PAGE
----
Jarnovic Bicentenary 1804-2004 St Petersburg Russia
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by David Morris

NB: The article below has been expanded and revised. A fully referenced and illustrated version appears in the musicology journal Arti Musices (Zagreb, 2005). The version below is not to be cited. Please consult the author.


But first: a note on the Bicentary events in St Petersburg:


Jarnovic Bicentenary : 1804-2004 : St Petersburg Russia


A conference to mark the Ivan Jarnovic Bicentenary was convened in St Petersburg Russia on 23-24 November 2004.


Members of the extended Hull family, descendants of Jarnovic, very generously pooled contributions which allowed me to attend the conference and represent the family. Special thanks to Peggy Shimwell and her daughters Kate and Jeanette, and my wife Noeleen, who did so much in so short a space of time to make this all a reality! I am indebted to many family members whose generosity has been overwhelming, particularly my brother Michael Morris and my aunt Elizabeth Shier.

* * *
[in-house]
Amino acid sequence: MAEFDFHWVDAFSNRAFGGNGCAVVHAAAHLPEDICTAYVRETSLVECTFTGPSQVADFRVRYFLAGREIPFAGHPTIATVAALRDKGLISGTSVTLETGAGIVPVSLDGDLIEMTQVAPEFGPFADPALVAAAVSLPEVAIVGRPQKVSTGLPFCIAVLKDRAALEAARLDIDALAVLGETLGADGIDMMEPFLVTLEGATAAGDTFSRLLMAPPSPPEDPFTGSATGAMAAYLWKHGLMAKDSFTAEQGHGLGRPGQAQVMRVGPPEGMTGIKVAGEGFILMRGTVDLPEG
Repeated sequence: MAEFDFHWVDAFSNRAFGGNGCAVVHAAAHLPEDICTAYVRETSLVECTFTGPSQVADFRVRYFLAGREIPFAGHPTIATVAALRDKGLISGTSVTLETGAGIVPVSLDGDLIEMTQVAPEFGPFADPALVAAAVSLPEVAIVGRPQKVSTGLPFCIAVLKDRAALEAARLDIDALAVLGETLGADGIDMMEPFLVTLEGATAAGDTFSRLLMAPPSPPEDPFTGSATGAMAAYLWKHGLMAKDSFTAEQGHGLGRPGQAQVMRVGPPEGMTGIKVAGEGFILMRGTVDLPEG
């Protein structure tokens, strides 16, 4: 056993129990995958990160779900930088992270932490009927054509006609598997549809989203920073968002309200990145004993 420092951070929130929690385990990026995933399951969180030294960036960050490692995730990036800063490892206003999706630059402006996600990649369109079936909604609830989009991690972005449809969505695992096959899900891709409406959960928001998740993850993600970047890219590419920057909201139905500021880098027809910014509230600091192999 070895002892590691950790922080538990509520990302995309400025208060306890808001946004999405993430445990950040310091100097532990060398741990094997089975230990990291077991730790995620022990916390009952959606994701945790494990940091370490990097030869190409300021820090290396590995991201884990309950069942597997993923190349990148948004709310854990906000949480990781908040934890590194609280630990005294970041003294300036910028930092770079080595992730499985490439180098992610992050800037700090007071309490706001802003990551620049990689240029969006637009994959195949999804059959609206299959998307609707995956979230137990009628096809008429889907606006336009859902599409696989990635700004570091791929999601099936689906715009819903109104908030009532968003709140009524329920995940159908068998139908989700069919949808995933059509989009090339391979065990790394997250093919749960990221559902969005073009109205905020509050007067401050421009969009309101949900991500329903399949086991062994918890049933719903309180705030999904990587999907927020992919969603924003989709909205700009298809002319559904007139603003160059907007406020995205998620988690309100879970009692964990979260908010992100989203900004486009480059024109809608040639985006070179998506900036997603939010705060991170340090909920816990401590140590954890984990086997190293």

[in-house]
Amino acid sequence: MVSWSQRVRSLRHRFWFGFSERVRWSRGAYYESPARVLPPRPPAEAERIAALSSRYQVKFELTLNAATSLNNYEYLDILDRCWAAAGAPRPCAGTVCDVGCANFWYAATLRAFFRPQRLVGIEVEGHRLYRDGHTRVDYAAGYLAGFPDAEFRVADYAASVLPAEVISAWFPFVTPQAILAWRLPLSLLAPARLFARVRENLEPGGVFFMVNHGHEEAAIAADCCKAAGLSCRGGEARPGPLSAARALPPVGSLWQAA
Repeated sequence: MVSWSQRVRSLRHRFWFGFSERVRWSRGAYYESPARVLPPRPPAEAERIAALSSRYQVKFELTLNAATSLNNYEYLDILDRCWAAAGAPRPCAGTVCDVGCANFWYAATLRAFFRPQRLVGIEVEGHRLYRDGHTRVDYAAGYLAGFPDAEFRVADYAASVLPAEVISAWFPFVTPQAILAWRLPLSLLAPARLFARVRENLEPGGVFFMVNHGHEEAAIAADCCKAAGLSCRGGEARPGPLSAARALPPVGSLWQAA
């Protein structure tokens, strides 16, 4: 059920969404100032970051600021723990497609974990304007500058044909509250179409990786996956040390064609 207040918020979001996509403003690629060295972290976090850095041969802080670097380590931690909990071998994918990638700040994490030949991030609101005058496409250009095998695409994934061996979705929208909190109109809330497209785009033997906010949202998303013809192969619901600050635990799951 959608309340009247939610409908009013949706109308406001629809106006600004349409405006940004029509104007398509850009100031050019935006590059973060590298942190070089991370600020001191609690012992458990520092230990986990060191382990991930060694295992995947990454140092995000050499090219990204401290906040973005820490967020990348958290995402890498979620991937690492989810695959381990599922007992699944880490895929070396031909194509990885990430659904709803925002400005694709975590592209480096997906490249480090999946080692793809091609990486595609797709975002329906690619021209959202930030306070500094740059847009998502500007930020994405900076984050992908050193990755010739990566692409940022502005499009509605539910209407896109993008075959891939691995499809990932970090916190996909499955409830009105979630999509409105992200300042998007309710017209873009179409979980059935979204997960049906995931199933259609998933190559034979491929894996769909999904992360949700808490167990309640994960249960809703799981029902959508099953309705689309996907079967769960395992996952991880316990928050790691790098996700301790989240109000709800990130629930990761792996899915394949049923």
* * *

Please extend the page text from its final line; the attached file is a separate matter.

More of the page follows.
Several musicological papers were presented at the conference, while there was a concert with works by Jarnovic and his contemporaries. We visited St Catherine’s Cathedral from which Jarnovic had been buried in Nov 1804. The Benedictus from the Kozlowski Requiem Mass sung on that occasion was performed during the conference.


Amongst the principal delegates were: Prof. Dr. Vladimir Gurevich (St Petersburg: conference organiser), Dr. Stanislav Tuksar (Zagreb), Dr.Vjera Katalinic (Zagreb), Miss Anna Gromykhova (Moscow), Dr. Natalie Ogarkova (St Petersburg), Dr. Galina Petrova (St Petersburg), Dr. Anna Porfirieva (St Petersburg), Mr David Morris (Kimberley).